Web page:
In Moscow last week at a conference for young Russian journalists, I met a man named Edward Mochalov, who differed from most of the participants in having spent much of his working life as a farmer. He retains the ruddy countenance and the strong, chapped hands of the outdoor worker in a hard climate ‑ in his case, the Chuvash Republic, some 400 miles east of Moscow.
Mochalov’s story is that when thieves stole some of his cattle and pigs, he protested to the authorities, only to find himself in jail for eight months for wrongful accusation. Maddened by what he considered the result of corruption behind the scenes, he protested all the way up to President Vladimir Putin, going so far as to appear in Moscow’s Red Square with a placard telling his story, though to no avail. As he pursued justice, his farm went untended.
And so he turned to journalism. “I had no choice. The whole administration was corrupt, nothing to be done but fight them with words,” he told me. Four years ago he founded a newspaper he called, boldly and baldly, Vzyatka (translation: The Bribe). It comes out most months, and it’s replete with investigations and denunciations of corruption in his locality. He prints some 20,000 copies and gives them away. Demand, he says, hugely outpaces supply.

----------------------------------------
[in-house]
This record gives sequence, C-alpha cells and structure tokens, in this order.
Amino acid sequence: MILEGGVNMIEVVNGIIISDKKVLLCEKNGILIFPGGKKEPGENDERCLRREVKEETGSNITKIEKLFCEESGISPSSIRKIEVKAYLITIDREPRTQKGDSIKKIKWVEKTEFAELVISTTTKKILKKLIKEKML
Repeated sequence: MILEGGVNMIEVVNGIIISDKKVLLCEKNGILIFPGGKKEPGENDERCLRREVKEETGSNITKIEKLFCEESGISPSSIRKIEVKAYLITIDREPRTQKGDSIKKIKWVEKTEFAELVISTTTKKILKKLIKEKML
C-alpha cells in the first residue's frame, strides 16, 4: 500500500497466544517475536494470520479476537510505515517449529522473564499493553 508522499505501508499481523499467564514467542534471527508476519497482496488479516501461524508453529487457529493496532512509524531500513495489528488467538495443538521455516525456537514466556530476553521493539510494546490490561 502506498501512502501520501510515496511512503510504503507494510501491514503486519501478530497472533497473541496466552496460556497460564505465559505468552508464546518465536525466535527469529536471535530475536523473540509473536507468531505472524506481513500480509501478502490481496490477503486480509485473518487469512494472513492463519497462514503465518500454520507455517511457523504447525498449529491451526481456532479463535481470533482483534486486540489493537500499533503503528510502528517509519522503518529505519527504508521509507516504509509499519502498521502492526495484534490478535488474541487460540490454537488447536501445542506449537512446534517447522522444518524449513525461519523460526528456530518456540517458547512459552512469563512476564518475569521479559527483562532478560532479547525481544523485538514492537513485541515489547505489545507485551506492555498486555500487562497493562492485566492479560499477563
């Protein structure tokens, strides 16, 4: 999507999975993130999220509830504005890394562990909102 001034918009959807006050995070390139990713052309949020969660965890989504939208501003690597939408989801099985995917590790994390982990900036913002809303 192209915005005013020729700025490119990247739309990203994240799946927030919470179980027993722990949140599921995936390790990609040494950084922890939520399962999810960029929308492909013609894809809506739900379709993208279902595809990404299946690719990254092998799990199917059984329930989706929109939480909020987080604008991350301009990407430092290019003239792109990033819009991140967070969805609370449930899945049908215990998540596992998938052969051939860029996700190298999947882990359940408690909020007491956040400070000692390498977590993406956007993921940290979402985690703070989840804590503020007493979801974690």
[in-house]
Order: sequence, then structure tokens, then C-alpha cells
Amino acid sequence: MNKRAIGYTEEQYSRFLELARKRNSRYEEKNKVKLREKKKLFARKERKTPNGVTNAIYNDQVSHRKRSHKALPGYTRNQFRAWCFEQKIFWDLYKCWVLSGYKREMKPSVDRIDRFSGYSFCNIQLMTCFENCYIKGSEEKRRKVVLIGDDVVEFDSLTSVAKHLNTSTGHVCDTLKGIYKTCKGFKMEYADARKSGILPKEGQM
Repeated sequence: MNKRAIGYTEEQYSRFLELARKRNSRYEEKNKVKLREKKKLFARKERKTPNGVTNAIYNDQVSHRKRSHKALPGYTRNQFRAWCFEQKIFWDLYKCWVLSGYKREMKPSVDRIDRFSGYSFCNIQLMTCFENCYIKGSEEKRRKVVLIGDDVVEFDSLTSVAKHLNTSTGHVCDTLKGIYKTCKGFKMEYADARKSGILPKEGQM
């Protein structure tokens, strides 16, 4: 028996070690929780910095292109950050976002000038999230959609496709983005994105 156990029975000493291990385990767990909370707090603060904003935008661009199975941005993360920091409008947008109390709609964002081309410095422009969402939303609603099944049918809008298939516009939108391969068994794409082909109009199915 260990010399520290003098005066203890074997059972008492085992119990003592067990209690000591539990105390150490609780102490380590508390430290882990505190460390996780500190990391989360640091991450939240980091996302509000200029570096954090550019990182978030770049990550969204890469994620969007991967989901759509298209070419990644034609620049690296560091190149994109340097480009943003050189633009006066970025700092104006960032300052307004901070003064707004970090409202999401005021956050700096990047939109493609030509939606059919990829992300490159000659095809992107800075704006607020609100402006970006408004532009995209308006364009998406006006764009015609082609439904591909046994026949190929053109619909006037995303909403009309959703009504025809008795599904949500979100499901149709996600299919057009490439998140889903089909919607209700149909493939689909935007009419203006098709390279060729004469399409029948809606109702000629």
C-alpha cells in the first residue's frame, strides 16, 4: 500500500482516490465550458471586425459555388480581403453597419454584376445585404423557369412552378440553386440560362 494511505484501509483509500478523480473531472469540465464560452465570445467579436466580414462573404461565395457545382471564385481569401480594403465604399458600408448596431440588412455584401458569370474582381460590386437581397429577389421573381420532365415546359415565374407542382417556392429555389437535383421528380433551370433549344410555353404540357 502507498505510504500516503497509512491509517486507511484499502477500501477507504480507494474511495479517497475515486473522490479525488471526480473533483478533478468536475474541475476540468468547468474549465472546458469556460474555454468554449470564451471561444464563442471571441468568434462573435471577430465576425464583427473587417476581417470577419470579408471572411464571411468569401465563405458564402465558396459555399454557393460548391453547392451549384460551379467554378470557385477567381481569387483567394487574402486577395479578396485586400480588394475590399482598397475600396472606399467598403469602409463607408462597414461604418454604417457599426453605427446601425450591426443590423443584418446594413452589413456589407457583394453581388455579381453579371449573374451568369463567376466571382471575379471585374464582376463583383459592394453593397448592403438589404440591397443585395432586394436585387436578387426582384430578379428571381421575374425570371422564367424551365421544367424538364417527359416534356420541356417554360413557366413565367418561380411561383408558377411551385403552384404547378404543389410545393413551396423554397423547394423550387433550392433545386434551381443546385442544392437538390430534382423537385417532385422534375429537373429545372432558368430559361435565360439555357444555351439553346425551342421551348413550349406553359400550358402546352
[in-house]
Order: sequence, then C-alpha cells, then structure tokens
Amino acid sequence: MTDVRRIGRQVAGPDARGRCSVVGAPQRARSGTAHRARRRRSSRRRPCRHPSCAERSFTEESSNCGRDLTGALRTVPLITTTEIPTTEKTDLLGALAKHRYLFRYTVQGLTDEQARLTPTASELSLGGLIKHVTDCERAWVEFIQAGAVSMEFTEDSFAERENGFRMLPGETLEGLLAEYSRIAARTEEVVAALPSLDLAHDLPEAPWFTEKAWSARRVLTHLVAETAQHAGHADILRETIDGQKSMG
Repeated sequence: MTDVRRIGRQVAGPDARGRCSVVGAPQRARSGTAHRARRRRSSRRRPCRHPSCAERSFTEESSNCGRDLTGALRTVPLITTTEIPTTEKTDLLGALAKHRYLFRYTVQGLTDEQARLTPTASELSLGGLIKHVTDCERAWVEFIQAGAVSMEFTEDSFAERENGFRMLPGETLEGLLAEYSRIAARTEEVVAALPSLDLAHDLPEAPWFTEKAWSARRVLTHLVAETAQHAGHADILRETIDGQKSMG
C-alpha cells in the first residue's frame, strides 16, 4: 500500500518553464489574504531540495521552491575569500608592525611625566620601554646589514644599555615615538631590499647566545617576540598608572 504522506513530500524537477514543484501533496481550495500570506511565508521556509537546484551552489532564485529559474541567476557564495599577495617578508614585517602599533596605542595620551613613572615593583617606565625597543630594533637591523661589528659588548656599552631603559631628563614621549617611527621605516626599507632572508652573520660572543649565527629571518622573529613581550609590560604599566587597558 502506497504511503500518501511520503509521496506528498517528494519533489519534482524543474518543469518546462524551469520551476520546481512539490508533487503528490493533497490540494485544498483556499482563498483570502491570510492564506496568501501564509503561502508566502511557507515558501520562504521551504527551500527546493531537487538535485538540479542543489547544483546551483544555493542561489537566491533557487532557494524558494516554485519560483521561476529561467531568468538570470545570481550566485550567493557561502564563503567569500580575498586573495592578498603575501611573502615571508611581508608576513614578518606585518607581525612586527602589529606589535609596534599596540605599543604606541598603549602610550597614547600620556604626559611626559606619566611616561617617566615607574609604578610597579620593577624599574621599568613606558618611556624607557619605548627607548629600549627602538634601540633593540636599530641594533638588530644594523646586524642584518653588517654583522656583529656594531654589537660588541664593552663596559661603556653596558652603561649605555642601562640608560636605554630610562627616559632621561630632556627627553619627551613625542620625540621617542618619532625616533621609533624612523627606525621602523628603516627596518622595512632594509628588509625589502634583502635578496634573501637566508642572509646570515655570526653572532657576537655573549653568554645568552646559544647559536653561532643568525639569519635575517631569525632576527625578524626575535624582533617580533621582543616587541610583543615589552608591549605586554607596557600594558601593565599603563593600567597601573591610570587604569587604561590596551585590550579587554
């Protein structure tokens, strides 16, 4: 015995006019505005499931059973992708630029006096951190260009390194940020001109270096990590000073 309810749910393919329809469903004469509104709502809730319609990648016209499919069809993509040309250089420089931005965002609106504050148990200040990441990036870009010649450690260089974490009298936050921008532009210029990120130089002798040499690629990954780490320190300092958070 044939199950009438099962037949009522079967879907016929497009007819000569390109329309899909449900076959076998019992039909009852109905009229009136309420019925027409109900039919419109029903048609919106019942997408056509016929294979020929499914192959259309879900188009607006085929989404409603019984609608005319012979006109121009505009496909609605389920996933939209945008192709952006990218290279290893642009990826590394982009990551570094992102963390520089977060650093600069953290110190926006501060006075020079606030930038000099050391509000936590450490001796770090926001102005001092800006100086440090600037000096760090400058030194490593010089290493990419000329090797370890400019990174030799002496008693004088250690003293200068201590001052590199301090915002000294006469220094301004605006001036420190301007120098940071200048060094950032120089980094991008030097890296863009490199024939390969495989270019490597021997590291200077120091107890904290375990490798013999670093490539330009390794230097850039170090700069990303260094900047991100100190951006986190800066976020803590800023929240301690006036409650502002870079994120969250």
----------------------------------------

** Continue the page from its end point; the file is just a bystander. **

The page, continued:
The local administration and power brokers simply ignore him and carry on as before. That complaint was voiced by many of the young journalists at the conference, who see their revelations treated with the arrogant disdain of silence. They have no illusions about their situation. The majority work in the provinces, and try to practice journalism in cities where the power structure, official and corporate, would often unite to squash or punish journalism that was out of line. When critical or revelatory pieces are published, they have found ‑ as has Edward Mochalov ‑ that nothing changes.
As a result, corruption still reigns. This month’s scandal in Russia concerns Alexander Provotorov, head of the state telecommunications corporation Rostelekom. Provotorov is being investigated with others over his acts as a partner in Marshall Capital, a private equity firm, and the default of one of its subsidiaries on a $225 million loan. These matters are complex, long running ‑ and puzzling. Provotorov was an ally of Putin, who in the past year has launched an anti-corruption campaign. The Russian watcher Brian Whitmore of Radio Free Europe picks up on the confusion in Moscow’s top ranks when he asks, “Is it an anti-graft campaign? A purge of the elite? Or the start of a clan war?”